Pierre Falardeau: The Original Angry French Guy
The best interview of Pierre Falardeau I ever saw was the only one I ever heard him give in English. In English Falardeau couldn’t pull the rancid foul-mouthed chain-smoking schtick that had made him such a polarizing and familiar face on TV. In English he was just a soft-spoken filmaker talking about his art.
To most people, however, the director of Elvis Gratton, Octobre, Le Party, Le Steak and 15 Février 1837 will always be the bitter and angry separatist ranting about the Molsons, Trudeau and Big Federalist Media, waving his cigarette menacingly. Pierre Falardeau died yesterday. Not from lung cancer, in case you were wondering.
Pierre Falardeau’s character served him well. It made him a celebrity. A media personality. It didn’t matter if people liked him of not, he could deliver the ratings. Once it even got him a seat on Bouillon de Culture, the French TV show about Haute Culture where a dozen parisian luminaries with broom handles up their asses talk about Alain Finkelkraut’s latest essay for four and a half hours. Falardeau slouched on his chair, smoked on the set and cranked the joual to blasphemous. The French loved him.
Falardeau constantly had to sell himself because he wouldn’t sell out. He refused to shoot commercials to make a living. Since it’s just about impossible to raise the money to make a movie anywhere outside Hollywood without governement financing Falardeau had to go on TV and put on a show every so often to remind his fans that he was waiting on a check from Telefilm Canada, the governement agency that funds canadian movies.
Without the public pressure from his fans the militant filmaker knew his scenarios would have been killed one after another until he would have broken down and agreed to make films about “the migration of Canadian geese and the existential angst of Outremont’s middle aged.”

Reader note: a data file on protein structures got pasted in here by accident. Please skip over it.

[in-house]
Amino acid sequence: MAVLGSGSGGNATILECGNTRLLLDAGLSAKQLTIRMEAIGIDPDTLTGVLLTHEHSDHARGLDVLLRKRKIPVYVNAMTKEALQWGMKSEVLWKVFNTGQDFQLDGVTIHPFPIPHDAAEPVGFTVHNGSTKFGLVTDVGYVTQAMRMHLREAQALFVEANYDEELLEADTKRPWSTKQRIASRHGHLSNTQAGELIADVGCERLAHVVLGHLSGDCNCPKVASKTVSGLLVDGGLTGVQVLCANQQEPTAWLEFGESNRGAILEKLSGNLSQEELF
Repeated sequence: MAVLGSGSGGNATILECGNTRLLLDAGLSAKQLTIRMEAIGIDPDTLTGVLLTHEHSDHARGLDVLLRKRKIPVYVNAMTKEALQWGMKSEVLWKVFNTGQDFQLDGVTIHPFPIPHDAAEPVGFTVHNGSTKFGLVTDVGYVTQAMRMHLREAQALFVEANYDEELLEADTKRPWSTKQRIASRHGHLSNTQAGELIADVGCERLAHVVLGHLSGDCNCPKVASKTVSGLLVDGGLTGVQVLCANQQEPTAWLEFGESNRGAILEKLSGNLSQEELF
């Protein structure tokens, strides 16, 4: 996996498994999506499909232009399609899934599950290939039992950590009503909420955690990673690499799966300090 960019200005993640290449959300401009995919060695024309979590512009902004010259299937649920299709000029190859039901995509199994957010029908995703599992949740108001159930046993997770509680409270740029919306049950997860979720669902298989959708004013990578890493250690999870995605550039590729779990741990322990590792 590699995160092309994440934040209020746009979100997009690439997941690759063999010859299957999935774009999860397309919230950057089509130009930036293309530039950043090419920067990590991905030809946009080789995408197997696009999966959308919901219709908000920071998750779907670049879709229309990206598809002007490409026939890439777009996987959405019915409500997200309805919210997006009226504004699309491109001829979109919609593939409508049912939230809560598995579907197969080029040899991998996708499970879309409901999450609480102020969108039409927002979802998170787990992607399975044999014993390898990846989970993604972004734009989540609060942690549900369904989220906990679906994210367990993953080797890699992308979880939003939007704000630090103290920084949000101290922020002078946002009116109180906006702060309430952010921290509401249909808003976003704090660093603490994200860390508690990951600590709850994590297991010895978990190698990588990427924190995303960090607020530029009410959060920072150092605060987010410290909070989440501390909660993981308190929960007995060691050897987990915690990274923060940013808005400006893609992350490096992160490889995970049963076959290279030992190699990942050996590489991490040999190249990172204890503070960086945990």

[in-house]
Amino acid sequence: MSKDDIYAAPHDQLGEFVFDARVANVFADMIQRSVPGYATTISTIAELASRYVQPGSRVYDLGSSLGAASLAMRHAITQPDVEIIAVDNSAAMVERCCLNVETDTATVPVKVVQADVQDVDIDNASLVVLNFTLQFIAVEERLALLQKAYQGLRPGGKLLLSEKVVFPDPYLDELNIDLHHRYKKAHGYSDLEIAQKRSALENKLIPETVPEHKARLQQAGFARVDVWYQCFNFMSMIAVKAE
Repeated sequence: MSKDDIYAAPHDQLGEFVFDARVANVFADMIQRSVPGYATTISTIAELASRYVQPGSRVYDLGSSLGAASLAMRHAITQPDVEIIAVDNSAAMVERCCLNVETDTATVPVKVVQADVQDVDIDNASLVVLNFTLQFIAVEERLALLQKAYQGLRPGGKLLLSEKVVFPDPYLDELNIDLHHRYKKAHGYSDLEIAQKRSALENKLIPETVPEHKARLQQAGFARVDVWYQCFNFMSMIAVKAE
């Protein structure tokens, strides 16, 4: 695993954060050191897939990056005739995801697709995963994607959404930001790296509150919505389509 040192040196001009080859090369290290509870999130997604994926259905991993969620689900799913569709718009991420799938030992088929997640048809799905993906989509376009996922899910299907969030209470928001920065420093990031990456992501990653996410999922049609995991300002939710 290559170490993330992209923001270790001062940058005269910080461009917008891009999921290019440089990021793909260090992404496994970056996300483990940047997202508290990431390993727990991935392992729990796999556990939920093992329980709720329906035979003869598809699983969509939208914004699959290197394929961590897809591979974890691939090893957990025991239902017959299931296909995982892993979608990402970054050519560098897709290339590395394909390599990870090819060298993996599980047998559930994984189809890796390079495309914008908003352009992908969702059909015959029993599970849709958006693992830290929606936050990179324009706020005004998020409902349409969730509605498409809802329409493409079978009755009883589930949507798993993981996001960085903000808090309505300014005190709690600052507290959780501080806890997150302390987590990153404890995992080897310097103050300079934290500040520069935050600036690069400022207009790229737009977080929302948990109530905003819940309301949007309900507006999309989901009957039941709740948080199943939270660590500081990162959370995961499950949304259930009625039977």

He wasn’t faking. He really was angry. He had to fight for every foot of film he ever got. Guerrilla warfare. He had to set the original script of 15 Février 1837, his movie about the Patriot Rebellion, in Poland to get it past a first round of bureaucrats.
Ultimatly, though, it got old. Falardeau got stuck in his character: a drooling separatist bogey man consumed by anger. A defeated man who would never live his dream of an independent Québec.
That’s why it was so refreshing to discover the other Falardeau in that English interview. The anthropologist. The scholar of imperialism and colonisation. The man who’s ultimate struggle was not about some administratively independent state for Québec but giving the Québécois the opportunity to make and watch their own stories on the big screen before they came to believe, like Elvis Gratton, that American stories are the only stories in the world.
-But you keep bitting the hand that feeds you! said the reporter in the English interview. Why should canadian taxpayers give you any money at all?
-Because I’m the only filmmaker in Canada who’s movie have ever made a profit, quitely answered Falardeau. I don’t cost money, I make money.
Things have changed since that interview. This summer Québec movies made 18% of the box office revenue in the province. The top grossing film of the entire summer, beating Harry Potter, Tansformers and G.I. Joe, was De Père en Flic, a Québec movie. There are very few countries in the Western world where domestic movies have that big a share of the market. Canadian films count for less than 2% of tickets sold in English Canada.
But before they could start building a man had to come to claim the land. He had to cut down the trees and scorch the earth. He had to fight off the bears and squatters. He had to make sure the bankers money would be used to build a railroad. It was tough work. Not for your average film school grad.
The only reason there is a Québec film industry at all is because Pierre Falardeau proved that moviegoers would come out and pay to see a Québec movie at the multiplex. Slapstic comedies, documentaries and historical dramas.
Pierre Falardeau made Québec’s commercial film industry possible. And he did it without selling out. Respect.